Summarizing Fiction with Henry’s Freedom Box

This week in class it’s all about summarizing plot and conflict and resolution. As always, I present the essential questions, learning objectives, and success criteria (found on my reading comprehension anchor charts) to begin this lesson. My first step in teaching this skill is introducing the vocabulary (exposition/introduction, rising action, climax, falling action, and resolution). I like to do this with Flocabulary’s video and vocab game. For my fifth graders, this isn’t a totally new concept, so the song and vocab game is great for a reintroduction or review to jog their memories.

On day two, comes conflict and resolution. This is also not a new concept for them, so what I did this week was start by reading our mentor text book aloud the whole way through. While listening, my students were responsible for sketchnoting and preparing for a discussion of all of the challenges the character faces throughout the story. We discuss all of the challenges so that we can get back to the main confict – this is the thing that stops the character from getting what they want. Then they completed an SSWBST. That is, a Setting, Somebody, Wanted, But, So, Then. That’s day two.

Next up, we will summarize the important events in the story using a plot diagram. Part of the success criteria for this skill is that students can distinguish between important versus interesting events/details in the story. For this lesson, I will give the students a blank plot diagram (labeled with the vocabulary) and a set of events/details cards. The students will cut apart the events/details cards and sort them by important versus interesting. This will be a collaborative effort to encourage discussion and student-led learning. Of course, we will share our thinking as a class to help other groups that may need the extra discussion from others in order to weed out some of the interesting details. With only the important events left, the collaborative groups will arrange these on their blank plot diagrams. To end this lesson, the students will then help me do the same with my own events and plot diagram, so that any misunderstandings can be discussed as a group. You can get a copy of that free activity by clicking on this link or on the image below.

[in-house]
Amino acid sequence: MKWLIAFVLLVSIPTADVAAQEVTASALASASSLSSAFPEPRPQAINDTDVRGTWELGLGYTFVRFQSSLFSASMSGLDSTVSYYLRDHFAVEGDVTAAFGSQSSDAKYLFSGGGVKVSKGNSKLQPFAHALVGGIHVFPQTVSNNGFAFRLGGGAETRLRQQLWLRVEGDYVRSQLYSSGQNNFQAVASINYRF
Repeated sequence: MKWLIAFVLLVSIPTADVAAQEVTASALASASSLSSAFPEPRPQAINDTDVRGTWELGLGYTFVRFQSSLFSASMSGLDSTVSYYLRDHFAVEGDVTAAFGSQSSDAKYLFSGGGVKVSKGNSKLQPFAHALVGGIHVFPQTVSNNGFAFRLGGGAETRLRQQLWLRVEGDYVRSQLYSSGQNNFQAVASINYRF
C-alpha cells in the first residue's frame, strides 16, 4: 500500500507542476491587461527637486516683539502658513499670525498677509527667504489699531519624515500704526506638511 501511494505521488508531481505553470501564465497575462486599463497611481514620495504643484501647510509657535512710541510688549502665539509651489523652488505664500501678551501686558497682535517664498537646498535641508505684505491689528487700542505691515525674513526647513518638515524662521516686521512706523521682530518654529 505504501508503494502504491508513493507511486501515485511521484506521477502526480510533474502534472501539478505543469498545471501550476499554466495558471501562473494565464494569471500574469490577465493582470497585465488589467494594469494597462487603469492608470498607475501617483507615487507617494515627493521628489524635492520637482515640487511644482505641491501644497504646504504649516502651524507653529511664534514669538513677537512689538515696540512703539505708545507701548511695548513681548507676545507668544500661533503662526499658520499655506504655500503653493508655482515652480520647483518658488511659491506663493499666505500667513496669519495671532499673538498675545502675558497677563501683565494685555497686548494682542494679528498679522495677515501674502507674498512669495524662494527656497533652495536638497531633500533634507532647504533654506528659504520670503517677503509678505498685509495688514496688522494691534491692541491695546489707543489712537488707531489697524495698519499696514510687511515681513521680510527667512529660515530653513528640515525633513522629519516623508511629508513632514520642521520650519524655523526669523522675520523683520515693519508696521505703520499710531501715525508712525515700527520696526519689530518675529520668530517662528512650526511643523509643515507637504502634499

To finish off my summarizing lessons for the week, we will use the plot diagrams to write a 3-5 sentence summary of the book. The objective is to paraphrase to summarize the important events of the story. This will be a modeled lesson for me this week so that my students can hear the thought process behind taking the author’s words and making them my own to convey the same meaning.

To continue this lesson, I will repeat these same lesson plans with a different story. This will either be done in differentiated small groups, or again as a whole group without collaborative groups, and taken as a formative assessment to drive future small group instruction and intervention.

I hope this lesson resource and idea is helpful for your own reading instruction! And as always, contact me with any questions about this lesson plan! Happy Teaching, friends!

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